Different sectors in civil society openly oppose a second re-election, including the church - somewhat paradoxical when the church's system is based on a similar authoritative structure. Some congressmen are reluctant to openly oppose the referendum due to repercussions in their constituencies. Some others have denounced the fraud, however, their denouncements before the Prosecutor General and the Inspector General offices may be futile. The PG has delayed and changed the prosecutor in charge of investigating the fraud allegations and the IG has demonstrated his bias tracked record towards the government.

These new developments may not impede the approval of a national referendum in congress. Even if congress changes the wording so Uribe can run in 2010, instead of 2014 as the wording that people signed stipulated, the Constitutional Court, which now has a pro-Uribe stance after he appointed three new judges, may deem the referendum constitutional. Nonetheless, all these allegations do have some repercussion in the population and the seven million signatures needed for the approval of the constitutional amendment may not be reached. It can be expected the president, with his well oiled machinery, to govern around raising public support for the referendum with populist policies such as the 'personal dose' criminalization. The main strategy, however, would be to intensify militarily operations against the FARC as has just been announced. This, after all, is the reason for his popularity. However, the FARC's deliberate-timed calls for a humanitarian exchange, without demanding a demilitarized zone, may try to undermine public support for Uribe's war policies. As was to be expected, Uribe rejected the offer until the FARC cease their terrorist attacks. Even if the attacks are stopped the government would continue hastily blaming the FARC for any incident as the Meta water supply bombs exemplified.

If the legislation for the re-electionist referendum is approved in congress it would signify the Constitutional Court assumptions of one re-election not disrupting the check and balances of Colombian democracy to be utterly mistaken. Another re-election would only result in a escalation on the sabotage to democracy and probably the rule of law unless citizens understand what is at stake.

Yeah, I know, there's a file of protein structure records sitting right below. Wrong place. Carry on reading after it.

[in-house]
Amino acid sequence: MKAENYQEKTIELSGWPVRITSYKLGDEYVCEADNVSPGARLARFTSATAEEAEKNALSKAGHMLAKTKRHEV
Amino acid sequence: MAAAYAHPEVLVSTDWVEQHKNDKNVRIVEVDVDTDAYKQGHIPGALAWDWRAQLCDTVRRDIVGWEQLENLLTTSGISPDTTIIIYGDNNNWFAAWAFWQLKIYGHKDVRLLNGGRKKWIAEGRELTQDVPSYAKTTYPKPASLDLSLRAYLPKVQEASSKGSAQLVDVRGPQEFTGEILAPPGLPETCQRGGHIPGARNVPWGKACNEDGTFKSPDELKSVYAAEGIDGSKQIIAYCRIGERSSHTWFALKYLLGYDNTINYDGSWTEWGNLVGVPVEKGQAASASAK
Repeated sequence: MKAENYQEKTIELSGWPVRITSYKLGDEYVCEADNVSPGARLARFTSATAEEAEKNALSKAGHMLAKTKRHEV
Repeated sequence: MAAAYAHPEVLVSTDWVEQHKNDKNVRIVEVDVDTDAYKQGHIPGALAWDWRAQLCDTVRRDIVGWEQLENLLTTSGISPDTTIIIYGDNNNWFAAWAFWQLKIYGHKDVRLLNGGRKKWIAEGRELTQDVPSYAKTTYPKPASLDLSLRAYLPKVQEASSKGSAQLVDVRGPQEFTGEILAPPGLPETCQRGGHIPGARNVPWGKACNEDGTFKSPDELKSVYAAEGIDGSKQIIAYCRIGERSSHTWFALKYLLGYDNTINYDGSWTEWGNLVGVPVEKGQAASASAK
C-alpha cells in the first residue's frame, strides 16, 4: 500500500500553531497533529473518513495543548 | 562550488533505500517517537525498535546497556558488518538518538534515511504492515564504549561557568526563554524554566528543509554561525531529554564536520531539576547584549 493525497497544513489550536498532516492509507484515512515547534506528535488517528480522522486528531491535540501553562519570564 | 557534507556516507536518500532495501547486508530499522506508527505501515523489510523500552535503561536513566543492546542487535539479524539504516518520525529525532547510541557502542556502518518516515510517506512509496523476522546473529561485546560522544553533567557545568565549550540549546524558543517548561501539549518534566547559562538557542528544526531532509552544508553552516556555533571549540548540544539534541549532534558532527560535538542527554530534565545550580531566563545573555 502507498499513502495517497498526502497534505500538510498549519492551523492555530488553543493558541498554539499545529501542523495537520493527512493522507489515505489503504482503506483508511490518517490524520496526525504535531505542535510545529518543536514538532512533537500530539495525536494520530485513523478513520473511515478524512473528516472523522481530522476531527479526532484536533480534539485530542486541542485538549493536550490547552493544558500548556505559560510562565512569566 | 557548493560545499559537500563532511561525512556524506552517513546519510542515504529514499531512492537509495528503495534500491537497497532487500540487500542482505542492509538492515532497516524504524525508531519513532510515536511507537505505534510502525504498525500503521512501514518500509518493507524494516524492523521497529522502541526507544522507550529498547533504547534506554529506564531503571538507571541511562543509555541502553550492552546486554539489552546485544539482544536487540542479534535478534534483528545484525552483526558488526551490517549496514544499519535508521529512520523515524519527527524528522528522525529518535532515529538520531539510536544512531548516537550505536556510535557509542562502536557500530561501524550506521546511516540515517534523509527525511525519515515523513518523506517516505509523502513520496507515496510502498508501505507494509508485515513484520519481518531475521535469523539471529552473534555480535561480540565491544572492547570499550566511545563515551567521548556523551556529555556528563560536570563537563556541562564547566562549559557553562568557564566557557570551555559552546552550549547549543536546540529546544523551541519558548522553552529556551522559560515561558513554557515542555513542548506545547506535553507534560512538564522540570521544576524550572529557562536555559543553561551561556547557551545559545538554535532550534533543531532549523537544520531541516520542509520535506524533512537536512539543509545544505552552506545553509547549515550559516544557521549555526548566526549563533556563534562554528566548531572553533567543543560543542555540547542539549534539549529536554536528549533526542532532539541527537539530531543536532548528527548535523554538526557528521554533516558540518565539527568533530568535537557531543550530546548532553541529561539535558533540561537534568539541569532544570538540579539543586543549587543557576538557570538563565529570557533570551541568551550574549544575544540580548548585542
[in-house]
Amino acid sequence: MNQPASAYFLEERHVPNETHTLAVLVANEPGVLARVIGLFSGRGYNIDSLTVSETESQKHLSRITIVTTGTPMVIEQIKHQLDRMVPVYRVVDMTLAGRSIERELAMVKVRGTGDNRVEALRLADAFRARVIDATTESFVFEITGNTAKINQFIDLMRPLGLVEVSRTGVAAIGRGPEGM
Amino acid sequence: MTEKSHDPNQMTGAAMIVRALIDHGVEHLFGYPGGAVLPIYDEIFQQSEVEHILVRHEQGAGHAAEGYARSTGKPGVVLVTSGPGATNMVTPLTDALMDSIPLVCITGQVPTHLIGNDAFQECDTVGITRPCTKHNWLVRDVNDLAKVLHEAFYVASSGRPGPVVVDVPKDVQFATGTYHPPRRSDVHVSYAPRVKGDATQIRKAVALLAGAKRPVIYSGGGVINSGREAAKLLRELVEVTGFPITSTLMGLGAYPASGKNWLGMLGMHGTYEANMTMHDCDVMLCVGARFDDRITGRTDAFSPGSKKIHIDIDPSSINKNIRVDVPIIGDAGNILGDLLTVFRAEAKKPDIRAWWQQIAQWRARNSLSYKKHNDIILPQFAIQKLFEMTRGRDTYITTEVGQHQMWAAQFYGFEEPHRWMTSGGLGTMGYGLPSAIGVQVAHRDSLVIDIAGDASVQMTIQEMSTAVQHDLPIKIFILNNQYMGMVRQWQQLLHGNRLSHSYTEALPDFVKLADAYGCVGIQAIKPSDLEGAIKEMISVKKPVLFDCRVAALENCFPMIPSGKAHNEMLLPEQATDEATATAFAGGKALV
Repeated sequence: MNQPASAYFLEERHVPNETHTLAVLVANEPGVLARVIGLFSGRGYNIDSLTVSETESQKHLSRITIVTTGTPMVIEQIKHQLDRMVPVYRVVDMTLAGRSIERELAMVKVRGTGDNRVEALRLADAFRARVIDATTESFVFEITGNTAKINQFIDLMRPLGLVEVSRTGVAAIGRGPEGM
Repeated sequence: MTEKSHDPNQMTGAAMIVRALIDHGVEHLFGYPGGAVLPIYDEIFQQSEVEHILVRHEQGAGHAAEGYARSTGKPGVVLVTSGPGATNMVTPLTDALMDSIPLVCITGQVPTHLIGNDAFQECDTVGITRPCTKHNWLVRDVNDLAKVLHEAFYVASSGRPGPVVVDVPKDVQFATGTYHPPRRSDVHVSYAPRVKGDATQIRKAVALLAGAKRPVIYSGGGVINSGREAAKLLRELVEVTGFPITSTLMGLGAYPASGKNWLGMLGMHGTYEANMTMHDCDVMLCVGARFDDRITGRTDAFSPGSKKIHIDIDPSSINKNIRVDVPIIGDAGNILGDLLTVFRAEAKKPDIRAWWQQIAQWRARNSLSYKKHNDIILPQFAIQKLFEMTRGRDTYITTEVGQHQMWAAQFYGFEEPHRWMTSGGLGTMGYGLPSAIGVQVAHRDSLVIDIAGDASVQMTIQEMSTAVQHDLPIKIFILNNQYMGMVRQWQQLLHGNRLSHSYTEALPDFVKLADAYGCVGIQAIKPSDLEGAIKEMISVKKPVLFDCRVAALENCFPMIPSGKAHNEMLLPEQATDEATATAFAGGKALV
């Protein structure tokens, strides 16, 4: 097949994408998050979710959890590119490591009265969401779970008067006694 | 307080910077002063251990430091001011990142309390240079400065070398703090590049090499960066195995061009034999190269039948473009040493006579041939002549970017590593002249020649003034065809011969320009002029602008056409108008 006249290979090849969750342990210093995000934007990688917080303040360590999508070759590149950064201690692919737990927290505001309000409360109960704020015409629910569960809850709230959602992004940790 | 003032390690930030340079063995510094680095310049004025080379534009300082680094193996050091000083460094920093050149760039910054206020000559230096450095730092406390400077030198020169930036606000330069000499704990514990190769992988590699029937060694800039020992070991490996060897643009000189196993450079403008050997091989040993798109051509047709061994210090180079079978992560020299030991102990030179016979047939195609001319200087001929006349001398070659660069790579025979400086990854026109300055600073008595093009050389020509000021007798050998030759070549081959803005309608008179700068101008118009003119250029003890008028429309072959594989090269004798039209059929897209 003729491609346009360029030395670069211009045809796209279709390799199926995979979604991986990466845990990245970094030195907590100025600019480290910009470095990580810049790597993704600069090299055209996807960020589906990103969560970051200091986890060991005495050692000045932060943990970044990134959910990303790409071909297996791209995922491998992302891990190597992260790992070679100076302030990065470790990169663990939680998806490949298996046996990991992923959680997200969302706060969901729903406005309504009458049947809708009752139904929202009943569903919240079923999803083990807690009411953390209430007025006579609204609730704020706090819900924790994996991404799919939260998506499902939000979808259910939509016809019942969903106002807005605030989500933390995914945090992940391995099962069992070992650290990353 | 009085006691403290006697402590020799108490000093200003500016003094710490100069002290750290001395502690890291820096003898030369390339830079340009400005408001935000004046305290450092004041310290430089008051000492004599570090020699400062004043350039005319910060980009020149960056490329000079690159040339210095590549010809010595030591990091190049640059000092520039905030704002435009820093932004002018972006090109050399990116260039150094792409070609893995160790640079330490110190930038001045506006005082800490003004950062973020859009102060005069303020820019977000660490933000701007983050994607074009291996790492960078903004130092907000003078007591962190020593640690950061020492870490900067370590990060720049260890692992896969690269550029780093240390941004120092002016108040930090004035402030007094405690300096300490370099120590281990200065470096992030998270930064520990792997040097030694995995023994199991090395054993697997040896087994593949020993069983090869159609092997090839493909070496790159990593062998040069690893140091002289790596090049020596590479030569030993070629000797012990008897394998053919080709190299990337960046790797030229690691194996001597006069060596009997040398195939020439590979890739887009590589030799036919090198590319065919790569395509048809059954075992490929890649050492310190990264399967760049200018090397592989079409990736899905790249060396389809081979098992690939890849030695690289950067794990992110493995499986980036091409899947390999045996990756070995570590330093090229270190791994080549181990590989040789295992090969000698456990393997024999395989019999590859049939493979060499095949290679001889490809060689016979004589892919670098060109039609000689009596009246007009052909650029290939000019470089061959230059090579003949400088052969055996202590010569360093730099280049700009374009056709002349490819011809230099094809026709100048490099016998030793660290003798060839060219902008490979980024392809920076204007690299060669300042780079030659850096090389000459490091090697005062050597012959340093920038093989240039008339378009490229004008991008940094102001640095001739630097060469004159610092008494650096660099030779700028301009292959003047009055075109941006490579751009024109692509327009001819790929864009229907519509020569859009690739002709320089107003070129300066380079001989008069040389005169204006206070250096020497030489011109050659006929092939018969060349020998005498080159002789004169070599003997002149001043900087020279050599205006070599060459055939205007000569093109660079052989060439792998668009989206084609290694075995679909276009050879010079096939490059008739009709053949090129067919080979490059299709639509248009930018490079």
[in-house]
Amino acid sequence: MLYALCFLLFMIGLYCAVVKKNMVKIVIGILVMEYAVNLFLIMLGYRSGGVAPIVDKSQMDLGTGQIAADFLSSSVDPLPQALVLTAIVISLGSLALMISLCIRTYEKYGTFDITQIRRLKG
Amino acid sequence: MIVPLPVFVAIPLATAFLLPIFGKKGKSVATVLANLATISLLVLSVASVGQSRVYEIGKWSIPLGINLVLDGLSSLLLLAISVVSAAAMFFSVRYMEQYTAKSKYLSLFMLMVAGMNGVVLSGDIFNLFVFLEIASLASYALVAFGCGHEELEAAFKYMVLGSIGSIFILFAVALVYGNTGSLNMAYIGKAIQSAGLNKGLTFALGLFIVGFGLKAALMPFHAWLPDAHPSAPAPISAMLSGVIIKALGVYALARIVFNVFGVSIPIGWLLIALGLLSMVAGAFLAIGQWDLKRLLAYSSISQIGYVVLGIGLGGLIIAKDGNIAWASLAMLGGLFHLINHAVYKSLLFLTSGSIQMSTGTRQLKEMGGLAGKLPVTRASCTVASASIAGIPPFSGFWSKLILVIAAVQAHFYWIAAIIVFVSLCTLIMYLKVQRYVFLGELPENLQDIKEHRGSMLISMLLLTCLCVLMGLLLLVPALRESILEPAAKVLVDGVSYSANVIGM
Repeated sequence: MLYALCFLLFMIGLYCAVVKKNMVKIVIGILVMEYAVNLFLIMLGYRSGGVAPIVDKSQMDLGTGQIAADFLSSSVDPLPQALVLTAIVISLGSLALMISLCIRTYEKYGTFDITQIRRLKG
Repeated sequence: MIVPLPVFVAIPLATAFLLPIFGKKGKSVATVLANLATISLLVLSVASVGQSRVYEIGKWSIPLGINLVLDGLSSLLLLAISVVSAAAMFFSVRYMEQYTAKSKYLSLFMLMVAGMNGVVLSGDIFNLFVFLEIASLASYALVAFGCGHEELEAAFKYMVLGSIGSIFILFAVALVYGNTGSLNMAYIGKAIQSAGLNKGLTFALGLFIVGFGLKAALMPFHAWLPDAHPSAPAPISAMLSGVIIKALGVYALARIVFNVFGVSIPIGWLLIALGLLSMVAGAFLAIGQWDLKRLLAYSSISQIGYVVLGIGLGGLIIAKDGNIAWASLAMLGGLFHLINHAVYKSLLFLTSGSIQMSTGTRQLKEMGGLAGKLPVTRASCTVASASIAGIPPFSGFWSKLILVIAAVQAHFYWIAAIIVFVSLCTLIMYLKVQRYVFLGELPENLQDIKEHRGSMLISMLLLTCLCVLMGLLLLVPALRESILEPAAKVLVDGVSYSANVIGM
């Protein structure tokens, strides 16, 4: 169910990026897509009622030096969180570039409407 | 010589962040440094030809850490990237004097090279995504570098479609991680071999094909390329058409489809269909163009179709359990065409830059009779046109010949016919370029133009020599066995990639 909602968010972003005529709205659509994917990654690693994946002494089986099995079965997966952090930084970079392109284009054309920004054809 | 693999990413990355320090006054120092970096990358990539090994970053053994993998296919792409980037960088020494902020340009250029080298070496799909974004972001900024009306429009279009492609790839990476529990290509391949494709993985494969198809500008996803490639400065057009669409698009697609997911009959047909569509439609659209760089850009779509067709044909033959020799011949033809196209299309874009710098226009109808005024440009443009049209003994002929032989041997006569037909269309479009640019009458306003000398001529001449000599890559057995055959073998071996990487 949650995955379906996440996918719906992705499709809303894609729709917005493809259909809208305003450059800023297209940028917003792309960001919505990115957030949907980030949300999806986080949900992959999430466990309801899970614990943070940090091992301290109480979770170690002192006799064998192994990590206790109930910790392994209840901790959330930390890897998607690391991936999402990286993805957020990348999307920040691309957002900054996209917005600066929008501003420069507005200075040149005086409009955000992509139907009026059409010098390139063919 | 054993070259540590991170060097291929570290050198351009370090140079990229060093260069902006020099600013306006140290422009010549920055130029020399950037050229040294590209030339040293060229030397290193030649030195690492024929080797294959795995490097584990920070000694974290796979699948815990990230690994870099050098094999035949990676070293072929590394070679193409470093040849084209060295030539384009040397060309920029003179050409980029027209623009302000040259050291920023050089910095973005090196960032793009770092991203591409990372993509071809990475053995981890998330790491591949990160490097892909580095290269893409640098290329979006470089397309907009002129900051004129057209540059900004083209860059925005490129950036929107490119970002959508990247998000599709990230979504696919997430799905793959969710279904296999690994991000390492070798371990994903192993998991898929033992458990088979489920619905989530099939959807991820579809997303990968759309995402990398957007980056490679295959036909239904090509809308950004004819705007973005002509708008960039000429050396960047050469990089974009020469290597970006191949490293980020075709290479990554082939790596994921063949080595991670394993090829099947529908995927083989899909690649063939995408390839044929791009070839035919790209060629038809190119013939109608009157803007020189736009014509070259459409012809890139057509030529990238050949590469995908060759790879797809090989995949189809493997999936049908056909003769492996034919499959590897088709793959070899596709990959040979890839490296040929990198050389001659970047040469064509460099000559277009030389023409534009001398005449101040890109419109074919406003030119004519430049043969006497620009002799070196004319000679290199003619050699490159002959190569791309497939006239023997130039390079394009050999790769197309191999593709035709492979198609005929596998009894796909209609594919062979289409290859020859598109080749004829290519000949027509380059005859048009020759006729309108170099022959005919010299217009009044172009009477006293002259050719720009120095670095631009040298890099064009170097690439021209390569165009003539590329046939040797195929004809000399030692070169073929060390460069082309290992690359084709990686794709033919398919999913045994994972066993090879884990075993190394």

^ Foreign exchange
Colombian activist waits in prison limbo


Human rights groups say Carmelo Agamez's case is an example of how Colombia's justice system is broken, and how unjustifiable arrests are used to intimidate dissidents.

Chris Kraul
Thursday 2 April 2009

Reporting from Corozal, Colombia — Community organizer Carmelo Agamez has spent five months in jail and still has not seen the evidence against him, been told who his accuser is or been notified of a trial date. Welcome to justice, Colombia style.

Facing what he says is a laughable charge of consorting with right-wing paramilitary leaders, the lifelong socialist says he has been thrown arbitrarily into the maw of Colombian justice.

In a jail-house interview in northern Sucre state, Agamez said the real reason he was arrested was that he was organizing displaced Afro-Colombians in the town of San Onofre. That angered powerful interests trying to assemble abandoned lands for cattle, lumber and oil-drilling projects, he said.

"I was bringing social help to people who were asserting claims for their land and this caught someone's attention," Agamez, who heads the local chapter of the National Movement of Victims of Crimes of State, said Monday. "People who didn't dare speak were starting to get rid of the fear they felt."

Colombian prosecutors did not respond to a request for an interview.

Colombian and U.S. human rights organizations have rallied around the 60-year-old activist, saying he is an example of how community leaders here are sometimes jailed and charged with "rebellion" or "para-militarism" to discredit them and intimidate others.

The arrests also illustrate the broader problem of weak rule of law in Colombia and elsewhere in Latin America, legal experts say. U.S. Embassy officials consider the creation of a stronger and fairer Colombian judicial system one of the keys to ending decades of civil strife.